Author Topic: Cream Ale vs. Blonde Ale  (Read 5090 times)

Offline 1 atm Brewing

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Cream Ale vs. Blonde Ale
« on: September 11, 2011, 06:06:38 PM »
What's the difference between the two? Reading the BJCP guidelines, it seems like a blonde ale is a slightly sweeter, slightly hoppier version of a cream ale. Are there any other differences?
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Offline Thirsty_Monk

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Re: Cream Ale vs. Blonde Ale
« Reply #1 on: September 11, 2011, 06:20:09 PM »
Cream ale has corn in it.
Blond Ale does not.
Both of then are low IBU beers.
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Offline bluesman

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Re: Cream Ale vs. Blonde Ale
« Reply #2 on: September 11, 2011, 06:27:03 PM »
A blonde ale is a little more fruiter and maltier. A cream ale is cleaner and more crisp but they can overlap at extremes. The corn factor (no pun intended) is the biggest difference. Also a blonde typically has more body which can be the deciding factor.
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Offline The Professor

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Re: Cream Ale vs. Blonde Ale
« Reply #3 on: September 11, 2011, 06:39:52 PM »
Any difference between them is really splitting hairs...I've had blonde ales that were made with corn, so I'm not sure that its presence or absence makes the "style".    I do know that my own expectation is for the "cream ale" to be smoother and lager-like, but again I'm just basing that observation on a benchmark like Genesee Cream Ale.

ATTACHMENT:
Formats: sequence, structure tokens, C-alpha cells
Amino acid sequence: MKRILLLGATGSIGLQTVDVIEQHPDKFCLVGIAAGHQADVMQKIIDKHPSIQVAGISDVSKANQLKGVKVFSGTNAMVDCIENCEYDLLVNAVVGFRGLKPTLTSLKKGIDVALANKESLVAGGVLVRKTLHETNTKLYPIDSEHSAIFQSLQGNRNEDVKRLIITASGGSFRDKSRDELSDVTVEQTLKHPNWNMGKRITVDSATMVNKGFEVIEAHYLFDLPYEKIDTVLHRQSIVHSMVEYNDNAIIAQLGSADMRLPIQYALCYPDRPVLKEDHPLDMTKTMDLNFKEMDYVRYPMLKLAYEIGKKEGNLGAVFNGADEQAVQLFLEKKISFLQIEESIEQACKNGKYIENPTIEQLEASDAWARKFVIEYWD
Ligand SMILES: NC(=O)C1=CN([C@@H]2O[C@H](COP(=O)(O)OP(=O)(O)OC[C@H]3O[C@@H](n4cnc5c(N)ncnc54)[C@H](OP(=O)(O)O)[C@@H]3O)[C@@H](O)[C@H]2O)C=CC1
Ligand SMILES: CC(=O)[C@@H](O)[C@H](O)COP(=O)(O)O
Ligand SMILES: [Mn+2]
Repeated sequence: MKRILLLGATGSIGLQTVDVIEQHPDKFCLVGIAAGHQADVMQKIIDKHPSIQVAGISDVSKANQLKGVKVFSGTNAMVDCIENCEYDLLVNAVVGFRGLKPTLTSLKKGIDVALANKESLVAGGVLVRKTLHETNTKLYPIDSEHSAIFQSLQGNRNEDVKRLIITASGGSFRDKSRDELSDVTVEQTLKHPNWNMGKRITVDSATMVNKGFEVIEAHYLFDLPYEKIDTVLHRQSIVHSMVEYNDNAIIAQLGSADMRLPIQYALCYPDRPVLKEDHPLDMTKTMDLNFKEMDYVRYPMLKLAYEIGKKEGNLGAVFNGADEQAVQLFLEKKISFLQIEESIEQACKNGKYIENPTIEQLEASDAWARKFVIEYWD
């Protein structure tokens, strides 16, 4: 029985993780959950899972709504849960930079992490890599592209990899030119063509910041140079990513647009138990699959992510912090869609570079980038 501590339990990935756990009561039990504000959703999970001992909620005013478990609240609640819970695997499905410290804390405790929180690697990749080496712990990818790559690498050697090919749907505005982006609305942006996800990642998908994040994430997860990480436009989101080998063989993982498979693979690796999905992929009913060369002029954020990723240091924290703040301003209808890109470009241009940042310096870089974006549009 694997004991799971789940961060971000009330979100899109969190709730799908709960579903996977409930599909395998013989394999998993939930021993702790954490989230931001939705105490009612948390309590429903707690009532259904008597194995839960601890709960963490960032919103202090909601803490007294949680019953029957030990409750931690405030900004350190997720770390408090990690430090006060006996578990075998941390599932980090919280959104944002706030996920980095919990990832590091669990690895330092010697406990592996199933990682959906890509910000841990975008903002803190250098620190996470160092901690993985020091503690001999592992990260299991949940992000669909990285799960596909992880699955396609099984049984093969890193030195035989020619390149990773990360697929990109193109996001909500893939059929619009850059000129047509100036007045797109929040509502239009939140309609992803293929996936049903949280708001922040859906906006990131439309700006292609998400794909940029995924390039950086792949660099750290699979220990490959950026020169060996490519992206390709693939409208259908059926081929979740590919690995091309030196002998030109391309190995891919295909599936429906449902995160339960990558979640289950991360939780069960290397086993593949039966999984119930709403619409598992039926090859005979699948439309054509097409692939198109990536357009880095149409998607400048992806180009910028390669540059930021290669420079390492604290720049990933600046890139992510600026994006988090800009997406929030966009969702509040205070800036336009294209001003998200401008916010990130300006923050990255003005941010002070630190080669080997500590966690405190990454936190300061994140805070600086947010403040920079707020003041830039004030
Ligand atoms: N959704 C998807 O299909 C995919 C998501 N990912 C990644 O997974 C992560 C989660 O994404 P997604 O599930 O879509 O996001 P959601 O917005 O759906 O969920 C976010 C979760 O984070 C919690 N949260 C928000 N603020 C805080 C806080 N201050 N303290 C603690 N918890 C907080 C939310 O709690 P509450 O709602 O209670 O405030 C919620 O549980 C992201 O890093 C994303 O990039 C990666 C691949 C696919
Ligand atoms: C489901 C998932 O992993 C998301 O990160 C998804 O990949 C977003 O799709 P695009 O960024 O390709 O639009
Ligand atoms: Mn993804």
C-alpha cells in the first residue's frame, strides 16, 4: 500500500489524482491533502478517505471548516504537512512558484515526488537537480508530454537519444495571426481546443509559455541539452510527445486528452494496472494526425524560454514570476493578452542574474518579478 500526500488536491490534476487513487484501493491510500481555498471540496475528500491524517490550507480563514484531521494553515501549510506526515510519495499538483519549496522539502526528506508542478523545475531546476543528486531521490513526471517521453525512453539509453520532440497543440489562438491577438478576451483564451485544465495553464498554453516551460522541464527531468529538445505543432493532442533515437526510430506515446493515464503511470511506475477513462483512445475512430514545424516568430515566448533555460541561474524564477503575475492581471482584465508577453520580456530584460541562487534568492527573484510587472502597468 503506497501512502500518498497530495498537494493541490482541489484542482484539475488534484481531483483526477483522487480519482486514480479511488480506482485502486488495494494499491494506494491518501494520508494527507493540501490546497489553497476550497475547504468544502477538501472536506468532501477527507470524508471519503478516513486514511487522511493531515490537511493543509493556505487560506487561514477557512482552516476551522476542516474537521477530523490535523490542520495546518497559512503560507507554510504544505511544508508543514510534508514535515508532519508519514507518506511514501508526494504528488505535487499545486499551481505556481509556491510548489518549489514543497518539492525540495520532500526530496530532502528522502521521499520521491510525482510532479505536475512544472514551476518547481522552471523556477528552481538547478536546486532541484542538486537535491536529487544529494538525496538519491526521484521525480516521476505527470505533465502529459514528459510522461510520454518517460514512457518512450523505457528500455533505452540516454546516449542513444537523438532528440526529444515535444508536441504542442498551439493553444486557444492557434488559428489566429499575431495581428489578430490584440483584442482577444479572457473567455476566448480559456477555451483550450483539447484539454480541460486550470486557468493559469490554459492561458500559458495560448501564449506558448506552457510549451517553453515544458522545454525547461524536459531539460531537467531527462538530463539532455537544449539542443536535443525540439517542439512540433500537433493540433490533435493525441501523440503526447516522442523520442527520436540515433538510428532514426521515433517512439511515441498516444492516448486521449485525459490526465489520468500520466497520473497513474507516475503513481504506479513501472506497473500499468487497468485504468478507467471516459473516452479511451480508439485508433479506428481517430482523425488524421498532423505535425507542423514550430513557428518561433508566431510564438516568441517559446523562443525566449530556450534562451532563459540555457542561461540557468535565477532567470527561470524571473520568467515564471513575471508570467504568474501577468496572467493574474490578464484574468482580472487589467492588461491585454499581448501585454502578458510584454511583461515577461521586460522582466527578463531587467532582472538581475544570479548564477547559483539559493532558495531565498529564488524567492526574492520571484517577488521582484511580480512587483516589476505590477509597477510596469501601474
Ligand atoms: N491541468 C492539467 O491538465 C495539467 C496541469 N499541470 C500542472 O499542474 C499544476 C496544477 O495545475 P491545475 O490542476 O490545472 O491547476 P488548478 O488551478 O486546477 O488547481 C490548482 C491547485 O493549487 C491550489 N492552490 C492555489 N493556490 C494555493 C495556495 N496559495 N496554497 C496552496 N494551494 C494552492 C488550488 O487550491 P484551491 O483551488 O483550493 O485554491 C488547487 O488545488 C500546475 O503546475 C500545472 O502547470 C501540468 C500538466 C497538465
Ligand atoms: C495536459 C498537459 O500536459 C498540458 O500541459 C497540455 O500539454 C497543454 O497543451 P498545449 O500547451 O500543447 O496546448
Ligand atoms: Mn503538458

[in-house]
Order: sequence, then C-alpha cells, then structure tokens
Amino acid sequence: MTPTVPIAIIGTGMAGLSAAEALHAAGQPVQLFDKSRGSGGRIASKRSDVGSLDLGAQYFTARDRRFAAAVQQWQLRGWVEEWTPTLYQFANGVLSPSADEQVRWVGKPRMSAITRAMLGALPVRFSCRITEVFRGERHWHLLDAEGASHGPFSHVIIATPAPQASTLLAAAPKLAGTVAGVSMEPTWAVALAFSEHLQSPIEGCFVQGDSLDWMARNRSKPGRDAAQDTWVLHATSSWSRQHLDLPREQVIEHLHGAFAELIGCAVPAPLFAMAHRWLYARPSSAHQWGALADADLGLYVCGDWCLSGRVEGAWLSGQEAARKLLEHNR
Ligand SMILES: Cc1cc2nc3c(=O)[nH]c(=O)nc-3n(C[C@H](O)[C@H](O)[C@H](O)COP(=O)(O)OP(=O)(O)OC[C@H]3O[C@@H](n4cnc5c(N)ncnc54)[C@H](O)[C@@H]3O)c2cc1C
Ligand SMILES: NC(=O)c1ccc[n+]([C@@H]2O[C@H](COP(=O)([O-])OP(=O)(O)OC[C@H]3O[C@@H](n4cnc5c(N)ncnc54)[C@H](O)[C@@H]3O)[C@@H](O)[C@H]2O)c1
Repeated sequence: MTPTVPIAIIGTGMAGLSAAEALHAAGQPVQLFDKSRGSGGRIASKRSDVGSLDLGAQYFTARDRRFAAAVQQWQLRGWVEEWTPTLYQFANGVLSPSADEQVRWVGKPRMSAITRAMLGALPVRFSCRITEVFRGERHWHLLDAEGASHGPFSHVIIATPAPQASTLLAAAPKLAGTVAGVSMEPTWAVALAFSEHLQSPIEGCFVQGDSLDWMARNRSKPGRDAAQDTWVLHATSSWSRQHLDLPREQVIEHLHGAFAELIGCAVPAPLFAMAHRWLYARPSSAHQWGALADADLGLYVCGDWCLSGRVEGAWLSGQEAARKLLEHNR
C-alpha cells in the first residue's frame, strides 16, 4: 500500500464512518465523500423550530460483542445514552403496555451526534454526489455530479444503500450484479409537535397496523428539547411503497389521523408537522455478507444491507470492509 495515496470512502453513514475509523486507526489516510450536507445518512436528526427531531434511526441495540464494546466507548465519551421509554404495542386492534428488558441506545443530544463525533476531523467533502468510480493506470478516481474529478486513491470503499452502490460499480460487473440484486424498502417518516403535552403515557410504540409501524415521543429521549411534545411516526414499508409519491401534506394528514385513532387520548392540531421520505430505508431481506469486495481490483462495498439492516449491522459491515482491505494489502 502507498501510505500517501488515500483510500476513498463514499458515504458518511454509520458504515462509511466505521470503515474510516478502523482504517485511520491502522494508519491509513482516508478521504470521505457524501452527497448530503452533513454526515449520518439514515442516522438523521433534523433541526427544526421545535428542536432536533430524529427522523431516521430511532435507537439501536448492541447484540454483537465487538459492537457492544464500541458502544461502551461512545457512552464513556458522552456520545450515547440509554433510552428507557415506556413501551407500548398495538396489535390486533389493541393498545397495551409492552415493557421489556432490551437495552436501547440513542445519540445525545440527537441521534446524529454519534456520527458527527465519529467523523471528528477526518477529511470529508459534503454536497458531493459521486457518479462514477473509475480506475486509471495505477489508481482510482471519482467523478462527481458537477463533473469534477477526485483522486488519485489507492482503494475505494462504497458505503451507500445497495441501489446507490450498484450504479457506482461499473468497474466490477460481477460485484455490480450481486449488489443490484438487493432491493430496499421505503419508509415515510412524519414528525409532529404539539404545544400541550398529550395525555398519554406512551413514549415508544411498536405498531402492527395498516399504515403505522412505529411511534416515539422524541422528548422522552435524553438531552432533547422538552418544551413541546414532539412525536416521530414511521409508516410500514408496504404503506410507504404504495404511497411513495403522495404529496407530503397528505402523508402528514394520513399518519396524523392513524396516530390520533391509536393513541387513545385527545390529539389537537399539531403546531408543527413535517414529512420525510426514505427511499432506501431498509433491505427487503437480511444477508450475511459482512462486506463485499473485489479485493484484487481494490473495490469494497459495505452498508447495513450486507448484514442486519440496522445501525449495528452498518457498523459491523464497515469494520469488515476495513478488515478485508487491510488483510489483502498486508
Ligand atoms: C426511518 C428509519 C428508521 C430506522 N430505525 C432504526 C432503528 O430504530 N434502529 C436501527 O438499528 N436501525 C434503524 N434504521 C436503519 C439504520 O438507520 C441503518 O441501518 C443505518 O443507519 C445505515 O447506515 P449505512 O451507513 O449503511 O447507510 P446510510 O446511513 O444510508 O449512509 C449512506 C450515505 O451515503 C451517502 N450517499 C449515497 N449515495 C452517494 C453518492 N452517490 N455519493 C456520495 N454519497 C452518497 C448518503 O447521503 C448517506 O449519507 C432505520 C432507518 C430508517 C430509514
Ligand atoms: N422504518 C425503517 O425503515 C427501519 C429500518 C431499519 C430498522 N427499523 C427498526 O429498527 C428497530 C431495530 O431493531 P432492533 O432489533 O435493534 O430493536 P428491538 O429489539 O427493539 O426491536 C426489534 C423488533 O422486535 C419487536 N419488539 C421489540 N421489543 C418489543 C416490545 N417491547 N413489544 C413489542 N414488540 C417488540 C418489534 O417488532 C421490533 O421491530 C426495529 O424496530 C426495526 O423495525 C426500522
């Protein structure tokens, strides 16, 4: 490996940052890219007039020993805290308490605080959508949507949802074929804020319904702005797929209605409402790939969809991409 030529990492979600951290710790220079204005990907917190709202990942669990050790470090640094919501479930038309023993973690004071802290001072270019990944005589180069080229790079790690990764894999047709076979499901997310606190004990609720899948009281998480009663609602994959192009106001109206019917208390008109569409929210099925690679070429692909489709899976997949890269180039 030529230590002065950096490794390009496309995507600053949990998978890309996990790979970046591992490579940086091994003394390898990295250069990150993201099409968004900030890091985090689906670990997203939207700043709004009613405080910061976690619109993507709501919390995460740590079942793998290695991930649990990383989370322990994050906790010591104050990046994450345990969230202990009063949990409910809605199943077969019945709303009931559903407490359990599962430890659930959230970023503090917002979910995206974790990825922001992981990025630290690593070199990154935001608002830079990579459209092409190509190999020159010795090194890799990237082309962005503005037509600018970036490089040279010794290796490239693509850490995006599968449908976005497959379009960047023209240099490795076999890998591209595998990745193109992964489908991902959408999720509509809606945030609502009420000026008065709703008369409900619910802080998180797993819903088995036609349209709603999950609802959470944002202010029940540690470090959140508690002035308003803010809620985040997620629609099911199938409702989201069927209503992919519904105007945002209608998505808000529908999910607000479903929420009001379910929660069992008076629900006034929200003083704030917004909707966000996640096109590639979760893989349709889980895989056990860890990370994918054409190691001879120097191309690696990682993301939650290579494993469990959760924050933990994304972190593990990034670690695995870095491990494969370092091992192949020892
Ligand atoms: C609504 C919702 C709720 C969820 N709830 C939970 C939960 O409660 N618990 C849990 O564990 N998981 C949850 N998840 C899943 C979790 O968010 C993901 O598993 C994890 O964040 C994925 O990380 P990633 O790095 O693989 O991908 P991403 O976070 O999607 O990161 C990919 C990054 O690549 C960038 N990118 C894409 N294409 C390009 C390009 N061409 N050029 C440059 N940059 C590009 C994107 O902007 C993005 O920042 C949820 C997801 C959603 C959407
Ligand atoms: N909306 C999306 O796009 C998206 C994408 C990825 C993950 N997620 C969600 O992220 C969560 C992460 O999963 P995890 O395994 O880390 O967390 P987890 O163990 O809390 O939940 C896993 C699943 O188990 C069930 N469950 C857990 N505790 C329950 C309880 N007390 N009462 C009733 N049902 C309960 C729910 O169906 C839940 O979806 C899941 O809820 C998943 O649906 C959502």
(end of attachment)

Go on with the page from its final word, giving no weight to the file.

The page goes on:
I would agree with bluesman that there is some overlap between the two.   In cases like this where the beers can be somewhat similar, it can be a tossup in many cases when deciding which category to put a given sample into.
Bottom line is that it is  always open to individual interpretation.
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Offline dzlater

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Re: Cream Ale vs. Blonde Ale
« Reply #4 on: September 12, 2011, 04:10:18 AM »
If you are bringing it to a party with craft beer/ home brew drinkers it's a blonde.
If you are bringing it to a party with Light Lager drinkers it's s a cream ale.   ;)

Offline james

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Re: Cream Ale vs. Blonde Ale
« Reply #5 on: September 12, 2011, 08:41:51 AM »
If you are bringing it to a party with craft beer/ home brew drinkers it's a blonde.
If you are bringing it to a party with Light Lager drinkers it's s a cream ale.   ;)

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Offline dmtaylor

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Re: Cream Ale vs. Blonde Ale
« Reply #6 on: September 12, 2011, 10:05:32 AM »
I agree with others that the corniness is the main difference.  If it has corn in the recipe, or tastes like corn, it's cream ale.  If not, it's blonde ale.  To me that also means that even if the recipe does not contain corn, but tastes like DMS, it's a cream ale, and conversely, if it does contain corn but you can't taste corn or DMS, it *could* be considered a blonde ale, but by recipe it's still actually a cream ale!

Splitting hairs indeed.  Now determine definitively the differences between American Stout and Robust Porter, and, if you dare, "Black IPA".  Pretty dang vague differences if you ask me, especially if you bring historical definitions into play.  Try setting a good commercial example of each in front of you, blindfolded, and explain which one is which style definitively and why.  Depending a little on the specific examples chosen, you very likely won't be able to tell which one is considered which style with 100% accuracy.  Why not?  Splitting hairs, indeed.